New York City’s commercial real estate market is the most dynamic in memory.

Tara Stacom

There is more new construction than there has been in decades. The skyline is changing before our eyes.

Two well-known developments are driving these changes: the rebuilding of the World Trade Center, which will ultimately include more than 10m sq ft of new office space, and the Hudson Yards development on the Far West Side, which will include more than 13m sq ft of office space along with apartments, retail and cultural amenities. Many other areas of Manhattan are also alive with activity.

A key factor is the continuing evolution of the city’s economy. Its population of 8.5 million is at an all-time high, in part because of a continuing inflow of professionals representing the millennial generation.

The Pew Research Center reports that millennials now comprise the largest cohort in the US labour force, making up 34% of the total workforce. This young generation prefers living in urban centres and they are coming to New York City in droves. Companies want to tap this young, tech-savvy workforce and they know the millennial workforce does not want to live or work in the suburbs.

Despite stereotypes, these workers and companies do not necessarily prefer older, pre-war buildings. They seek locations with the amenities and environment that fit their lifestyle.

Those features tend to be located in Manhattan’s Midtown South market, a district that boasts the lowest vacancy rate in the US, leading to rapid rent increases. Its average starting rents have increased from $53.85/sq ft (£35.19/sq ft) in the first quarter of 2013 to $73.15 in the first quarter of 2015, a jump of more than 35%. This has attracted the attention of developers.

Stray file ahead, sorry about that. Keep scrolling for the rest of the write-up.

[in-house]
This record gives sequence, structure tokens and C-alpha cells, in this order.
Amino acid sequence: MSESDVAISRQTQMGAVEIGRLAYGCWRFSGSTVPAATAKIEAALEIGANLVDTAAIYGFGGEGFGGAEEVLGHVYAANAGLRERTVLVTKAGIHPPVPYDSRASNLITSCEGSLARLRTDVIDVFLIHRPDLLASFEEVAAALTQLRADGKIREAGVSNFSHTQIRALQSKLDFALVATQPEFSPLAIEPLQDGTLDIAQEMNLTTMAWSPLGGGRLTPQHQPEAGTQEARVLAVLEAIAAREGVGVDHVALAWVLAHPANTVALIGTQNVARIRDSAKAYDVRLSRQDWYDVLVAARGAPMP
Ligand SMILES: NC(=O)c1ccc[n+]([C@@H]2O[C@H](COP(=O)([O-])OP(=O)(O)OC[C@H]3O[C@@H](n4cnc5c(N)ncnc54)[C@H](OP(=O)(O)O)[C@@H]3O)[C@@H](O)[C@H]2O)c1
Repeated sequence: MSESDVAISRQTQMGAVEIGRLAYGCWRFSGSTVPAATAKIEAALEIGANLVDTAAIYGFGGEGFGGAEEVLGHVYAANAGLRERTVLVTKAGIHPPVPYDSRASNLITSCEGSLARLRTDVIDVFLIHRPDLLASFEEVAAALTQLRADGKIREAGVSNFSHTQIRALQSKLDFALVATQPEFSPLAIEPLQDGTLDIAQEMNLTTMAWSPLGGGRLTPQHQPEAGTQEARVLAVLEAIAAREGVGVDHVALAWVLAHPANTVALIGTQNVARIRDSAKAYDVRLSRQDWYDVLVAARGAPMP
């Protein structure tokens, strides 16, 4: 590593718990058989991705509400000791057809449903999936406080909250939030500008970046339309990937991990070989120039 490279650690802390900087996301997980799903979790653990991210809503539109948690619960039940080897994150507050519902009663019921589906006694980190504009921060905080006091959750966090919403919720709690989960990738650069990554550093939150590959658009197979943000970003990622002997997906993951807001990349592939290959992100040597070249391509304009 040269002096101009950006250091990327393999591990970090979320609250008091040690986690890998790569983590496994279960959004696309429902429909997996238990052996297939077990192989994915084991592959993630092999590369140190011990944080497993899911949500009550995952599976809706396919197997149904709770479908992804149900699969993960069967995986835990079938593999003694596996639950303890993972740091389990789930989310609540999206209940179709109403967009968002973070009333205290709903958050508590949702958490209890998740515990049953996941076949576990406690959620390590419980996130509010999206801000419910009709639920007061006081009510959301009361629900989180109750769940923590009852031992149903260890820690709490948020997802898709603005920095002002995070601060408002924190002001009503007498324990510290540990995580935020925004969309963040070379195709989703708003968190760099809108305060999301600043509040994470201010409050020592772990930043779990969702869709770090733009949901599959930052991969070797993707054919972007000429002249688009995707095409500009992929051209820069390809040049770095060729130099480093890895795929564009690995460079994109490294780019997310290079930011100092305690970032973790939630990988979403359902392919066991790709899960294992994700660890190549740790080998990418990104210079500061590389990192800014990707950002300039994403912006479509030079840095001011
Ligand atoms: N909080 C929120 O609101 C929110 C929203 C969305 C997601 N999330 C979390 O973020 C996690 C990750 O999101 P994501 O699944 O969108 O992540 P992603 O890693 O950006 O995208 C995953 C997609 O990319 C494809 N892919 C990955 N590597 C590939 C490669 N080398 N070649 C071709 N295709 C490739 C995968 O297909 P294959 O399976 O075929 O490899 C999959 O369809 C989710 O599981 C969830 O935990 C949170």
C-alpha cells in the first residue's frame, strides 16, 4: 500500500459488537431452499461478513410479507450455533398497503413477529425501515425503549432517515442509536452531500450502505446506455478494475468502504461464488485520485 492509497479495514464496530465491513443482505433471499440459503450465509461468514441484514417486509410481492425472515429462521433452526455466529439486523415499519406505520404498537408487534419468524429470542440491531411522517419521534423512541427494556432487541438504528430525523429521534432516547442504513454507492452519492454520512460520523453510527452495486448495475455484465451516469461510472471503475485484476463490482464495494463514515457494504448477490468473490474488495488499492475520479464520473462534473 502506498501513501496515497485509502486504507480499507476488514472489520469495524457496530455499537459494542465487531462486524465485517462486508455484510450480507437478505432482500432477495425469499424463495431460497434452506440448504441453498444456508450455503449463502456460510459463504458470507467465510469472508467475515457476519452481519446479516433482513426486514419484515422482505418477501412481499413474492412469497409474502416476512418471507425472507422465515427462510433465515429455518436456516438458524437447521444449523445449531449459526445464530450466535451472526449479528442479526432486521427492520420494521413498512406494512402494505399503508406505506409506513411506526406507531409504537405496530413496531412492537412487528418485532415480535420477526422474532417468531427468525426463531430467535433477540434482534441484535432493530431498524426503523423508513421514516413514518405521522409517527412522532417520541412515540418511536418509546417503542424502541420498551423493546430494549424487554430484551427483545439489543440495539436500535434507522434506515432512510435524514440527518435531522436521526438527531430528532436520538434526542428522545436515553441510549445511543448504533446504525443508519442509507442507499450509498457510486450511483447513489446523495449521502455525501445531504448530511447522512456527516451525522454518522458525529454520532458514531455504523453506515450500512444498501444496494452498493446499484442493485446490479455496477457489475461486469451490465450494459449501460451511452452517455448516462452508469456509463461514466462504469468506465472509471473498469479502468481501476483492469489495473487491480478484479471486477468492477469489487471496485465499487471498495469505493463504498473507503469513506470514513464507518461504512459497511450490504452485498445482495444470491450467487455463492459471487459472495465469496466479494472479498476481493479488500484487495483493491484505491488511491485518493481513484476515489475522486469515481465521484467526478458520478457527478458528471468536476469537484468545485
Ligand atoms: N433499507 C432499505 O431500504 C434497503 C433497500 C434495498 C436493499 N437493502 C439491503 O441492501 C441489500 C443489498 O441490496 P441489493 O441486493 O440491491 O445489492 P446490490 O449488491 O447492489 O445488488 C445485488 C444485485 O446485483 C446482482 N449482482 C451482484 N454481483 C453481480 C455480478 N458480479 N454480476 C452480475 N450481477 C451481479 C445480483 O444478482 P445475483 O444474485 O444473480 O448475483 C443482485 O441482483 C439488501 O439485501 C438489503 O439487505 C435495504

Two Midtown South areas have become hotbeds of development: the Meatpacking District and the East Side Medical Corridor.

The Meatpacking District, west of Greenwich Village, has become one of the most expensive locales of the city, rivalling those areas around Central Park that have traditionally commanded Manhattan’s highest prices.

The zone has experienced a renaissance since the repurposing of the High Line, an elevated train track originally carrying goods from Hudson River docks to nearby manufacturers. The High Line was closed about 30 years ago and has been transformed into an elevated urban park. The High Line Park has become a popular destination for tourists and has attracted residential and commercial development along its roughly one-mile length.

In May, the new building of the Whitney Museum of American Art opened at the foot of the High Line, closing its Fifth Avenue location. Two commercial office buildings are now under construction, with three more likely to break ground this year along the High Line. Each will be between 150,000 sq ft and 250,000 sq ft. They are expected to command some of the highest rents in Manhattan.

On the Far East Side around 29th Street, new office towers are emerging as a nascent East Side Medical Corridor. Serving as laboratory and research space for the life sciences sector, these buildings stand close to some of the US’s premier research and teaching hospitals. Two buildings have been completed over the past two years, with prospects for more. They are fully leased, mostly to pharmaceutical companies hiring talent from surrounding hospitals.

These are just two examples, but there are many more. From Harlem to the Lower East Side - and also beyond Manhattan into the increasingly vibrant boroughs of Brooklyn and Queens, New York City is being developed in a way we have not seen in many years.

It’s one of the most exciting times in history to be working in the commercial real estate industry in New York.

Tara Stacom is executive vice-chairman at Cushman & Wakefield